They didn’t call out and actual try and sell you goods, but were happy to talk if you wanted to. The prices were unbelievably reasonable and you didn’t really need to haggle as the prices were fairly fixed – and all at very low prices. It’s one of the most memorable markets I’ve visited and definitely worth a visit – oh, and they sell amazing street food too!
Open very Sunday from approximately 4.30pm until midnight. Click here to see on Google Maps.
4. Chiang Mai Night Market
There is also a night market every evening in Chiang Mai too. This is more of a tourist destination with quite a lot of copies, however it also had quite a few local specialities and crafts as well as wonderful food too. At both this and the Walking Street market they had a great selection of silk scarves and there are lots of souvenirs you can purchase at very good prices.
5. Have A Great Massage at the Oasis Spa
Thailand is well known for its massages and you can find one on almost every street corner. However, if you are looking for a really good professional one I can highly recommend the Oasis Spa. Clean, beautiful and very welcoming, the masseurs were highly skilled and did an excellent job.
As a word of advice though, if you’ve never had a Thai massage before, it may be wise to start with a soft one. They ask you whether you would like hard, medium or soft and I made a mistake of going for a hard one when I was in Bangkok – and it really was quite an experience! I went for a medium one at Oasis Spa and although still fairly vigorous it was amazing. I felt so much better for it.
Chiang Mai Oasis Spa is located at:
6. Visit An Ethical Elephant Sanctuary
One of the best days of our whole trip to Thailand was a visit to an elephant sanctuary. There are numerous sanctuaries and farms all over the country but according to a recent report in the Guardian newspaper it is really important to check that you’re visiting one which supports the interests and well being of the elephants themselves. Some are just aimed at bringing in money from tourists but there are also good ones which rescue maltreated elephants and are really doing a good job with the animals in their care.
Each elephant eats an incredible amount of food and drinks a huge amount of water each day, so by allowing small groups of tourists to visit and learn about these wonderful creatures they are able to keep the animals in the reserve.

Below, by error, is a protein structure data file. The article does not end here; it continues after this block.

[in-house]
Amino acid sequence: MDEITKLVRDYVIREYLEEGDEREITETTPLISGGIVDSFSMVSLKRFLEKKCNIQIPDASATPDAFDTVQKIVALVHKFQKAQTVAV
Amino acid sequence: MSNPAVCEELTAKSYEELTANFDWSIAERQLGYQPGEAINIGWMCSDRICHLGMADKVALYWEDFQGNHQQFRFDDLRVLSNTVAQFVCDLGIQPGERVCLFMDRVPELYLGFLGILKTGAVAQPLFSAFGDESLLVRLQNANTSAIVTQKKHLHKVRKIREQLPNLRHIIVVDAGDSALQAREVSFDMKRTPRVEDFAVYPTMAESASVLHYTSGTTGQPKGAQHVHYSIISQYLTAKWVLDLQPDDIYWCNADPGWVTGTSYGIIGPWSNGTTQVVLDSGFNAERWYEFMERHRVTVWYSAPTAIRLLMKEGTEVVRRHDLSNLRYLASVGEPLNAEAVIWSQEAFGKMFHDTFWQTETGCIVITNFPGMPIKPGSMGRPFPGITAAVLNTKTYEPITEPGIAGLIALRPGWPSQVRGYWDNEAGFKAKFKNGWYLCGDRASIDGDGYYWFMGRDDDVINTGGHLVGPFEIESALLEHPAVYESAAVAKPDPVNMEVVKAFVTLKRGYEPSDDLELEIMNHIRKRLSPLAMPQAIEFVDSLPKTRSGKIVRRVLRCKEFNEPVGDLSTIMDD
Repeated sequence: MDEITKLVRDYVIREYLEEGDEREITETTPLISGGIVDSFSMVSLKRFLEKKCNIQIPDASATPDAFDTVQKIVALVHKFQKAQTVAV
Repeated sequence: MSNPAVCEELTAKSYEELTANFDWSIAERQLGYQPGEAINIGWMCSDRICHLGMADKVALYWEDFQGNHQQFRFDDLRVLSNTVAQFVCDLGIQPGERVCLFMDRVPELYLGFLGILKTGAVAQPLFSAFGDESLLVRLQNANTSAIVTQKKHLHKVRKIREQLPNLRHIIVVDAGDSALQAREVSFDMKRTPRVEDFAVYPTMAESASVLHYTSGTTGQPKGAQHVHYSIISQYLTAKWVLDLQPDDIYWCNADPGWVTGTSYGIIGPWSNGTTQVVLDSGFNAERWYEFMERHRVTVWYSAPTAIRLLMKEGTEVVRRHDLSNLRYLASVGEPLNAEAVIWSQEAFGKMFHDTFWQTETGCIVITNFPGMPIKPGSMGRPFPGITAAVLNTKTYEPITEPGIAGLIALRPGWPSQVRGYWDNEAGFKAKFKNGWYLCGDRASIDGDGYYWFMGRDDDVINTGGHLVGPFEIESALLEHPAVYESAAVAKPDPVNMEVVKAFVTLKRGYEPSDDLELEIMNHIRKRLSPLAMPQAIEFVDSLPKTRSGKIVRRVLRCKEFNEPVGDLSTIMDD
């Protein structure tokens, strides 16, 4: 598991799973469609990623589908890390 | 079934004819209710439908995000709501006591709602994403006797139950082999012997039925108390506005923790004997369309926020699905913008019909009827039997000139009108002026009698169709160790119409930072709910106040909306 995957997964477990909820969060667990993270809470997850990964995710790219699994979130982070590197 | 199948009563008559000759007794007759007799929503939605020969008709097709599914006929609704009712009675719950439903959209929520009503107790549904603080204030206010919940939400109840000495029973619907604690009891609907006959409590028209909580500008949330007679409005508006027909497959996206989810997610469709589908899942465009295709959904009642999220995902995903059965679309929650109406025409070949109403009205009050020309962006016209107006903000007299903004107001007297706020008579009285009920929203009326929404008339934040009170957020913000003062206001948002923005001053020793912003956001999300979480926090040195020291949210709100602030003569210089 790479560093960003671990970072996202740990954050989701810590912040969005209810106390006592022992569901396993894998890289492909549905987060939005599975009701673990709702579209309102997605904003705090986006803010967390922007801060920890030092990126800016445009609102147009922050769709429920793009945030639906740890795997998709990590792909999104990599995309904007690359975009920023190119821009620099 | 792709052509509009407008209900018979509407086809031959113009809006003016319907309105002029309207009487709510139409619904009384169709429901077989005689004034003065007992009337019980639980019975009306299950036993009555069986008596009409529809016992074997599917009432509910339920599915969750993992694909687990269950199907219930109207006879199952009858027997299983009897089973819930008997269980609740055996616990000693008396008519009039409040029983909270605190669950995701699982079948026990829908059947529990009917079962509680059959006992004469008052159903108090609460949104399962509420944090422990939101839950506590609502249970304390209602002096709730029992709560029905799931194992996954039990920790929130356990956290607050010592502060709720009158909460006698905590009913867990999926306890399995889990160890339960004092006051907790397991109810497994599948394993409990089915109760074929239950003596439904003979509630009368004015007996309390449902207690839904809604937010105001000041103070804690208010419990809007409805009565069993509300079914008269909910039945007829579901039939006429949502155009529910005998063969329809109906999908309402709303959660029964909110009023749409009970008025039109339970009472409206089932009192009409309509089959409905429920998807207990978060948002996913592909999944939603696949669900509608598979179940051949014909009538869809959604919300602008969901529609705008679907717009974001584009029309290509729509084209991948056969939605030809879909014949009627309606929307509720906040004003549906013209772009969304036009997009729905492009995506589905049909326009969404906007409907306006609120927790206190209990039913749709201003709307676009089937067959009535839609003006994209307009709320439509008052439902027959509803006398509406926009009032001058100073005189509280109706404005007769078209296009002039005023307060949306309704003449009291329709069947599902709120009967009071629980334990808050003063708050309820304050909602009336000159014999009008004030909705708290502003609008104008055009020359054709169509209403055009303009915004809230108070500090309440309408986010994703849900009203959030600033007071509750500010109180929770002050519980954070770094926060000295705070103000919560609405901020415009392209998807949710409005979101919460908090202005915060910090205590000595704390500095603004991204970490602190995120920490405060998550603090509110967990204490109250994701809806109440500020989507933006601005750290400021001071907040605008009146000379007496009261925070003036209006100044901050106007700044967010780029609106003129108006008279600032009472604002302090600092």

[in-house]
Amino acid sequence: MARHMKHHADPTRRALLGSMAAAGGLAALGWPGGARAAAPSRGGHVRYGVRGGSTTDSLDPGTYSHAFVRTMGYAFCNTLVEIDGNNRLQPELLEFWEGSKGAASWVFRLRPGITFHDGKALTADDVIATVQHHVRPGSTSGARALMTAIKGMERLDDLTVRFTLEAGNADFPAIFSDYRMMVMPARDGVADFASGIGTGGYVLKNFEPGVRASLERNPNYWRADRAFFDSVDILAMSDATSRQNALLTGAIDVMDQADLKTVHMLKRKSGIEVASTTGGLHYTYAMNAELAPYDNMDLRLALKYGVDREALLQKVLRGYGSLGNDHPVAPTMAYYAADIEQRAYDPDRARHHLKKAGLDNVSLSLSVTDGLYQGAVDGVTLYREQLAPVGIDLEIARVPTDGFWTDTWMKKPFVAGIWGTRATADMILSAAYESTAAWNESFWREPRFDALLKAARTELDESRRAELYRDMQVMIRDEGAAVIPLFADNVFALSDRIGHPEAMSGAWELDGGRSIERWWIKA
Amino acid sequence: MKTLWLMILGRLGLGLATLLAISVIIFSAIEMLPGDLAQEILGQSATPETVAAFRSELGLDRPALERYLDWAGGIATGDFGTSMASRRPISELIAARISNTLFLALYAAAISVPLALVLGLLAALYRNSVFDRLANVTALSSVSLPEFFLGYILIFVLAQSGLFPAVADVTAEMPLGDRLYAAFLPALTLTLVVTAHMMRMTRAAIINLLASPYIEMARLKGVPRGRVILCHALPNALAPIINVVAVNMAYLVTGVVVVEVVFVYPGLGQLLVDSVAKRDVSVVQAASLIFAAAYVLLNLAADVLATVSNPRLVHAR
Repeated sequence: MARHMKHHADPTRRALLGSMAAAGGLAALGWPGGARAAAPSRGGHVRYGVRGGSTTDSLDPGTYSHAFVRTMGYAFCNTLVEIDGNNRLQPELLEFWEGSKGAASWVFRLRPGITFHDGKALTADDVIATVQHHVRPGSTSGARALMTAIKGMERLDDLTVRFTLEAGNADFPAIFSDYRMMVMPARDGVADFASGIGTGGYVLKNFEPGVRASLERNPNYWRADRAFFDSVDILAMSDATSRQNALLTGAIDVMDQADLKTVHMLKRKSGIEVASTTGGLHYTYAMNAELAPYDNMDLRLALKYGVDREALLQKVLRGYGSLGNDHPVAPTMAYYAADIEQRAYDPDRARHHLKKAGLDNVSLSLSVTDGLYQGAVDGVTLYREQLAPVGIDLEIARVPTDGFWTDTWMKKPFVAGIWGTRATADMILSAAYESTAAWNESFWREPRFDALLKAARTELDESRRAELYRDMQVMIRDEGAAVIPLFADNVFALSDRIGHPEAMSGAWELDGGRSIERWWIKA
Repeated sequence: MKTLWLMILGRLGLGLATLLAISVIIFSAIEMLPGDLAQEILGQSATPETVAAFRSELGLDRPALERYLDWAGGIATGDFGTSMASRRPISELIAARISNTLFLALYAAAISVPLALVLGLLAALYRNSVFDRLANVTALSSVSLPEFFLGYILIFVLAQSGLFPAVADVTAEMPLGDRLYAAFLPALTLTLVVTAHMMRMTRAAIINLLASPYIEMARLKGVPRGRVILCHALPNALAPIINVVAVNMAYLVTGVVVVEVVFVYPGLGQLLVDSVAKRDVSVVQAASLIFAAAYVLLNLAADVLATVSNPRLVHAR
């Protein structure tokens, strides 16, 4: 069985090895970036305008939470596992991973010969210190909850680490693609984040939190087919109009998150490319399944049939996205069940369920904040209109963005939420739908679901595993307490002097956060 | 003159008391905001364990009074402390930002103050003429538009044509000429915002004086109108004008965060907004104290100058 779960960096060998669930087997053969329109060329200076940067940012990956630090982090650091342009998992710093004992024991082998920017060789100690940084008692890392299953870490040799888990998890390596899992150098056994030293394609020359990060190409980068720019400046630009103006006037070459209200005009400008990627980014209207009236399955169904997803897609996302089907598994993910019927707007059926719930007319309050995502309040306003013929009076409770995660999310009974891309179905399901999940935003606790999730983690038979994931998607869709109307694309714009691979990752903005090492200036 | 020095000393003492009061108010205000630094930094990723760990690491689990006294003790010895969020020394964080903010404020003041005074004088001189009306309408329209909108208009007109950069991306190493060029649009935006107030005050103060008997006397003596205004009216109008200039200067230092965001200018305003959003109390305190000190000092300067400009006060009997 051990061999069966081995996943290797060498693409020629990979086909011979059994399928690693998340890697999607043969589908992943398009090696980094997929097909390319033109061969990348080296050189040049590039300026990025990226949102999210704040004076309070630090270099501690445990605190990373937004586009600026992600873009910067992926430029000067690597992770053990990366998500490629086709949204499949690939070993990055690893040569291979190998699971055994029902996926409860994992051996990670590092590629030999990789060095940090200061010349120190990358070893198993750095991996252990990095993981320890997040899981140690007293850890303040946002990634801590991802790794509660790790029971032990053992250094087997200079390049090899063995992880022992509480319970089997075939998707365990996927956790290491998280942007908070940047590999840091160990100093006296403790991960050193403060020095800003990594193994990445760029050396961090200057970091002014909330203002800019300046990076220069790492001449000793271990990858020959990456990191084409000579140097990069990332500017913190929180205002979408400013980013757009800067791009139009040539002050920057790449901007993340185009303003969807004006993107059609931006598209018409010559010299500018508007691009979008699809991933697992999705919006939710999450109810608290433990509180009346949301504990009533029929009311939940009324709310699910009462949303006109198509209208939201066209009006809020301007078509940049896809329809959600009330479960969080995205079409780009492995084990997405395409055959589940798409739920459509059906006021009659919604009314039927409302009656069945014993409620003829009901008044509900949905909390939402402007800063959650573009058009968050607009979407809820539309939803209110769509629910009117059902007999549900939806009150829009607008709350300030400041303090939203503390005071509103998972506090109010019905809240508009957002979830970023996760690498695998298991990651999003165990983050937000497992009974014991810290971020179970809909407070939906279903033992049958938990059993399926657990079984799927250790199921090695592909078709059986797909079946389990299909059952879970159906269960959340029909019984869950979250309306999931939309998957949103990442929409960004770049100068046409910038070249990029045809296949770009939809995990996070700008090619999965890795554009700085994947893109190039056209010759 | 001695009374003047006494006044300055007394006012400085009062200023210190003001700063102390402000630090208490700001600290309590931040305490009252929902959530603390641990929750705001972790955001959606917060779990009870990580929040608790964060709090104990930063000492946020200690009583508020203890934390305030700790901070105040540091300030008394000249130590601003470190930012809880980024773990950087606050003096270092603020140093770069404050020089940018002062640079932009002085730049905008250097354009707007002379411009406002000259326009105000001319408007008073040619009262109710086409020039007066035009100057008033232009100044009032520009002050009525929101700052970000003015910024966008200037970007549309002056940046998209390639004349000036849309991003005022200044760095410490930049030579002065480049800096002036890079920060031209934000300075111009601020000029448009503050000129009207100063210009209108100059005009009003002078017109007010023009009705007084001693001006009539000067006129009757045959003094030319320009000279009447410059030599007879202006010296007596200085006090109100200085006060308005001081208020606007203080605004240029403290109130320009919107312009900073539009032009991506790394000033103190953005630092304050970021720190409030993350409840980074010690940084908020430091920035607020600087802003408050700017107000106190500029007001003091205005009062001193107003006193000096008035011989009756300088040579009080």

7. Treat Your Feet and Hands
There were no worries about achieving the 10,000 steps per day as we did so much walking. The downside is that your feet can get quite sore, especially if you’re in open sandals for the first time for a while. One of the nicest things you can do for your feet is give them a foot massage and a pedicure. While you’re at it, it’s a great idea to have a manicure too! The prices are amazingly inexpensive in comparison to back home – but again choose your salon carefully so that you are going to a quality establishment.
The best way is to get a recommendation from your hotel or from someone you’ve met. I had an excellent pedicure 5 minutes walk from the Hotel Anantara and my feet felt amazing afterwards.
8. Take a Ride on a Tuk Tuk
If you’ve not been for a ride on a Tuk Tuk, then this is something that just has to be done! There are a huge variety of them with all sorts of colours, flashing lights and adornments. We took one back to our hotel after visiting the Walking Street Market and it was a really fun experience. Just hold on tight!
There is so much more you can do in Chiang Mai, but our visit was just for three days and they really were action packed. Other activities which friends have recommended include doing Thai Food Cookery Courses, and visiting some of the many museums. Whatever you do, you’re bound to have fun and the locals are friendly, kindly and extremely helpful.
Where To Stay in Chiang Mai
The Anantara Hotel
A luxury 5 star hotel with stunning rooms, beautiful grounds and a very zen atmosphere. The rooms have large floor to ceiling windows and the rooms are well designed and spacious.
The Anantara Hotel
137 Pillars Hotel
137 Pillars Hotel
I was invited to Thailand however all views are entirely my own